Aural Sculptors - The Stranglers Live 1976 to the Present

Welcome to Aural Sculptors, a blog aimed at bringing the music of The Stranglers to as wide an audience as possible. Whilst all of the various members of the band that have passed through the ranks since 1974 are accomplished studio musicians, it is on stage where the band have for me had their biggest impact.

As a collector of their live recordings for many years I want to share some of the better quality material with other fans. By selecting the higher quality recordings I hope to present The Stranglers in the best possible light for the benefit of those less familiar with their material than the hardcore fan.

Needless to say, this site will steer well clear of any officially released material. As well as live gigs, I will post demos, radio interviews and anything else that I feel may be of interest.

In addition, occasionally I will post material by other bands, related or otherwise, that mean a lot to me.

Your comments and/or contributions are most welcome. Please email me at

Monday, 20 January 2020

TV Smith's Explorers - TV Strikes Out For Pastures New

TV Smith's Explorers

TV Smith wasted no time in moping over the demise of his former band. At the time of The Adverts break-up there was already an album's worth of material penned (material that would have under different circumstances formed the basis of The Adverts' (no doubt difficult) third album). But fate interceded and new plans were hatched.

TV Smith's Explorers played their first gig on familiar turf at the Marquee Club in London on 13th March 1980. Initially, John Towe, drummer with The Adverts and Tim Cross, keyboard player from 'The Cast of Thousands' era backed Tim up.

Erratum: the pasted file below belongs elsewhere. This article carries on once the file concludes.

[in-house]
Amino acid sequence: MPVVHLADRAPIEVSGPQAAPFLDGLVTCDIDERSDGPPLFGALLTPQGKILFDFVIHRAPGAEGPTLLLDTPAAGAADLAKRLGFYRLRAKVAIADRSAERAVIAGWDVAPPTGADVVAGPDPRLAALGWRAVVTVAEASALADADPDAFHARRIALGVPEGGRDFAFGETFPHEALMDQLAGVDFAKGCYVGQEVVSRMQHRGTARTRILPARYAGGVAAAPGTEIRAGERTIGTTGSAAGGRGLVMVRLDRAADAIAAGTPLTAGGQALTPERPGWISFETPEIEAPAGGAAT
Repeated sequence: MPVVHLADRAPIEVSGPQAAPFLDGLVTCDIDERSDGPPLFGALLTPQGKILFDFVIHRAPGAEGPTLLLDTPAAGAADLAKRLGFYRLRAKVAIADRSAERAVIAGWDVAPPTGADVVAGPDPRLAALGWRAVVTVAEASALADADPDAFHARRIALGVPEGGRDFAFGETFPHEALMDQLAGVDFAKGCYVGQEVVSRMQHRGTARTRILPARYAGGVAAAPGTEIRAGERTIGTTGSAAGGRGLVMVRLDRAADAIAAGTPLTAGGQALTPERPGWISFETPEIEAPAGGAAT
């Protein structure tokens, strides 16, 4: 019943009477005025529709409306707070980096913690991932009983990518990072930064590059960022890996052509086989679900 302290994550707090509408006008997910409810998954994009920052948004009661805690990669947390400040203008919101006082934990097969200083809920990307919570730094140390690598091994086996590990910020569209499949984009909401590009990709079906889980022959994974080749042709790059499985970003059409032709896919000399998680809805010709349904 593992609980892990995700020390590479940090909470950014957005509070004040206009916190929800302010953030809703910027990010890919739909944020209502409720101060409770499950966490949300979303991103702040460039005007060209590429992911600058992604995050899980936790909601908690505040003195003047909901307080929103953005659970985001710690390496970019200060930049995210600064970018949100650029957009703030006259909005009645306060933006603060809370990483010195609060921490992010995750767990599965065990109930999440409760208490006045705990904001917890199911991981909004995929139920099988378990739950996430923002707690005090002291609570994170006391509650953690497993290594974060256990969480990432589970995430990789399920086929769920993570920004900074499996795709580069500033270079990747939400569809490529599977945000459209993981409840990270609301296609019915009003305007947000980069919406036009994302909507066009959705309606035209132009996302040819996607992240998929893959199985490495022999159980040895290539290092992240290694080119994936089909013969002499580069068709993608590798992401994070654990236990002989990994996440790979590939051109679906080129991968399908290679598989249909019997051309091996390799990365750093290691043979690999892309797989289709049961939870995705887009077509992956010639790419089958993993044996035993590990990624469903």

Effectively, the band started once again from the so called Square One, building up a reputation and following through London club gigs. Studio time was snatched as and when it was available and some excellent material started to take shape, not least in the form of 'Tomahawk Cruise', an urgent piece of vinyl that earned then 'Single of the Week' status in Sounds (a feat not repeated for another decade, until Andy Peart writing for the same weekly paper got his mits on TV Smith's Cheap's 'Third Term' single!). For sure, 'Tomahawk Cruise' was an independent success but by virtue of the unsavory and controversial subject matter, the single was pretty much shunned by radio. That is not to say that the more progressive, mature forces within BBC radio ignored the band. Far from it, as was the case with The Adverts before them, the band were offered radio sessions for both John Peel and Richard Skinner. BBC endorsement of the band went even further when the band appeared on the landmark 'Old Grey Whistle Test' program....... stuff for the serious muso...... clearly the Explorer's had learned a second chord and more.

'Have Fun'/'The Perfect Life'
TV Smith's Explorers Old Grey Whistle Test 1981

Subsequent releases did not hit the critical heights that 'Tomahawk Cruise' enjoyed and the subsequent album 'Last Words of the Great Explorer' received mixed reviews on its release.

An ill-planned mini-German tour proved to be the straw that broke the camel's back and The Explorers were lost. Their final gig was played in Dortmund on 16th September 1981, just 18 months since their first.

When I listen to TV Smith's Explorers I hear a great post-punk band that suited the early 1980's perfectly so it is something of a mystery to me why they struggled to the extent that they did.

Nevertheless, and in this I am sure that Tim would agree' that he wasn't to see the last of bad luck when it came to being in bands. After an initial solo period, he took the plunge once again with the band format, forming TV Smith's Cheap. Once again, a brilliant band with brilliant material both musically and of course lyrically...... but Cheap died on their arse. More information about Cheap can be found here.

It seems that only now is Tim enjoying the spoils of his 40 years in the business and his music (across each of the bands... and his solo stuff) is being rightly appreciated here in the UK and across continental Europe.

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